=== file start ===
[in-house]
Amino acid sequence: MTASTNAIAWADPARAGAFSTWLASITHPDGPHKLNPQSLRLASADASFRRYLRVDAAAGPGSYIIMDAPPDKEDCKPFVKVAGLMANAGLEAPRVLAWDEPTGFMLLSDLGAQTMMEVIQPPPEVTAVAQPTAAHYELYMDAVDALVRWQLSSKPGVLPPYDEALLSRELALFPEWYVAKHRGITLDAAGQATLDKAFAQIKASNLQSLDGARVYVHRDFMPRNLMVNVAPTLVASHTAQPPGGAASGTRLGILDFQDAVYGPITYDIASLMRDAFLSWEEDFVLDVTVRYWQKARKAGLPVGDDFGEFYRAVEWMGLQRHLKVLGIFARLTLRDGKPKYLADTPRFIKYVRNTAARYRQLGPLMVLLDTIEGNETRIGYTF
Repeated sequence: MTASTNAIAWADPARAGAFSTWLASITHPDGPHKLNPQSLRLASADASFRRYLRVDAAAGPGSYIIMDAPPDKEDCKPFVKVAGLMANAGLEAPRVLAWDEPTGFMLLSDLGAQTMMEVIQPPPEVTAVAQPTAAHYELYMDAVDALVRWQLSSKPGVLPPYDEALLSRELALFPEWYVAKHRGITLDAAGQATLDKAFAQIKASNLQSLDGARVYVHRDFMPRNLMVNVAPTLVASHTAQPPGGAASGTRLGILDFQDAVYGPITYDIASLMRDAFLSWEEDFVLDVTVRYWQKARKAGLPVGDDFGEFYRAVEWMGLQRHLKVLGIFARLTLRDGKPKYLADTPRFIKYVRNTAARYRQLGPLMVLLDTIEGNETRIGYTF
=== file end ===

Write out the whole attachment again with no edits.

[in-house]
Amino acid sequence: MTASTNAIAWADPARAGAFSTWLASITHPDGPHKLNPQSLRLASADASFRRYLRVDAAAGPGSYIIMDAPPDKEDCKPFVKVAGLMANAGLEAPRVLAWDEPTGFMLLSDLGAQTMMEVIQPPPEVTAVAQPTAAHYELYMDAVDALVRWQLSSKPGVLPPYDEALLSRELALFPEWYVAKHRGITLDAAGQATLDKAFAQIKASNLQSLDGARVYVHRDFMPRNLMVNVAPTLVASHTAQPPGGAASGTRLGILDFQDAVYGPITYDIASLMRDAFLSWEEDFVLDVTVRYWQKARKAGLPVGDDFGEFYRAVEWMGLQRHLKVLGIFARLTLRDGKPKYLADTPRFIKYVRNTAARYRQLGPLMVLLDTIEGNETRIGYTF
Repeated sequence: MTASTNAIAWADPARAGAFSTWLASITHPDGPHKLNPQSLRLASADASFRRYLRVDAAAGPGSYIIMDAPPDKEDCKPFVKVAGLMANAGLEAPRVLAWDEPTGFMLLSDLGAQTMMEVIQPPPEVTAVAQPTAAHYELYMDAVDALVRWQLSSKPGVLPPYDEALLSRELALFPEWYVAKHRGITLDAAGQATLDKAFAQIKASNLQSLDGARVYVHRDFMPRNLMVNVAPTLVASHTAQPPGGAASGTRLGILDFQDAVYGPITYDIASLMRDAFLSWEEDFVLDVTVRYWQKARKAGLPVGDDFGEFYRAVEWMGLQRHLKVLGIFARLTLRDGKPKYLADTPRFIKYVRNTAARYRQLGPLMVLLDTIEGNETRIGYTF